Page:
Wednesday, November 28, 2012

"Every Dream That You've Been Shown . . . A Shelter from the Storm"

My last few posts have been about the man who was for ten years my husband and for thirty years my friend. He knew me better, and knew more about me, than anyone else in my life and world. His early and tragic death at the end of a lifelong struggle with addiction, and with whatever it was in him that predisposed him to addiction as a way to cope with life's inevitable suffering, was and still is a deeply felt loss. It has been healing to begin to tell our story here, but it has also been wrenching, and I have realized that I am not capable of making this journey in such a concentrated and public way at this time. So, from this point on my focus here will be on other things (for example, Advent begins on Sunday). I may share more about David, but not daily.

That said, I want to share a video that came into my life "accidentally" this past summer, just a day or two before what would have been David's 53rd birthday.

"White Owl," by Josh Garrels, is mysterious and enigmatic (like the Bible's Book of Revelation, which is being read at daily Mass these two weeks leading up to the commencement of Advent). It was because of its title that I clicked on the YouTube video of this song after listening to another song by Garrels that someone had posted on Facebook.

About a year after I followed David to San Francisco (where he had moved six months prior), I had a startling dream in which I was chased by a large owl. He came into my room in the house where I had lived with my family from age nine to nineteen. He came in through the open window. He chased me around the room. I ran out the door, down two flights of stairs, and out the back door, where he chased me around the yard. I ran back into the house and up the stairs and attempted to close the window before he could enter again, but I failed. Suddenly, the owl landed on my shoulder—and I awoke feeling a peace that I had never felt before, nor have I ever quite felt it again. I cannot conjure it with my imagination; I can only remember that I did feel it, and I believe it was the kind of peace St. Paul meant in chapter 4 of his letter to the Philippians—a peace "that surpasses all understanding."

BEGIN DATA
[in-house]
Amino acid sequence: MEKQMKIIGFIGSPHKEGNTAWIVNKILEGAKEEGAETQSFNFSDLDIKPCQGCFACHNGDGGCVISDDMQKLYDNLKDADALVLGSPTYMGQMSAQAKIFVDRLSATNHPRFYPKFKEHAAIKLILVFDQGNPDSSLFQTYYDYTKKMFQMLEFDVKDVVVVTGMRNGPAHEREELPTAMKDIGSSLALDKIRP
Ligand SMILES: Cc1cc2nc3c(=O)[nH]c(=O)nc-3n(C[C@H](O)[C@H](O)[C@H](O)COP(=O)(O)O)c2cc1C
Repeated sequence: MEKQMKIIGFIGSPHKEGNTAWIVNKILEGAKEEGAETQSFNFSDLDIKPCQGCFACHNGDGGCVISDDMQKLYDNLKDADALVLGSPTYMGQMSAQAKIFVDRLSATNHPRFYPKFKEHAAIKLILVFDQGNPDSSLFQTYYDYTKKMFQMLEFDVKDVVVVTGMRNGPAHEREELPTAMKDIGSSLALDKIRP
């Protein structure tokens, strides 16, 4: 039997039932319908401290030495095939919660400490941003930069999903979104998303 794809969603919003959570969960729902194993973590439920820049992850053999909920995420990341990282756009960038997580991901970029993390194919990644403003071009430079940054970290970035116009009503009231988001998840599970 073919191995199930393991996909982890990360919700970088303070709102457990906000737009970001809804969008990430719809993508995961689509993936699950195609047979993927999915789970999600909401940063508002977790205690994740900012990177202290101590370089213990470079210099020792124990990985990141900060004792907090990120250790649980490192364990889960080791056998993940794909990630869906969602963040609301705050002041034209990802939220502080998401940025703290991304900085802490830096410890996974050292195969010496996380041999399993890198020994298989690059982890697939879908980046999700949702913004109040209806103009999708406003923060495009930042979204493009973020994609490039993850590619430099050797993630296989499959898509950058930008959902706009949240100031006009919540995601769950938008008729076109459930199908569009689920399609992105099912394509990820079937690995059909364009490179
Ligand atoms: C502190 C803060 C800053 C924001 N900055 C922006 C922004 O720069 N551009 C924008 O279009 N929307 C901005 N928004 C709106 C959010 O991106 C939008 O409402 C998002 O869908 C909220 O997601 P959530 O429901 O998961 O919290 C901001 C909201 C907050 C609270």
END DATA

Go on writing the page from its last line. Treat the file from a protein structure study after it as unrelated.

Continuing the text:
The next morning I told David about the dream and the feeling, and from that point on I have collected owls, as a reminder, as though I could possibly forget it had happened.

So, I clicked on the video called "White Owl" and, a few seconds into it, met it's star, a red-headed sad-faced boy lying awake in bed. I immediately thought of photos I'd seen of David when he was a boy. A man with a bald head and full beard beckons the boy to arise and follow him. He leads the boy out of the house, across the yard, to the edge of a woods. There the man hands him a shoulder bag and an unlit lamp and sends him into the forest.

At that moment I remembered a dream that one of David's brothers had soon after David's death—a dream in which he saw David setting off on a journey with a large backpack on his shoulders.
"When the night comes,
and you don’t know which way to go
Through the shadow lands,
and forgotten paths,
you will find a road"
In the forest, the boy follows a path that appears before him as he walks. He arrives at a pond. He kneels beside it and blows into it through a straw he finds in the shoulder bag. Large bubbles begin to rise from the pond and quickly turn into jellyfish illuminated by bright white light.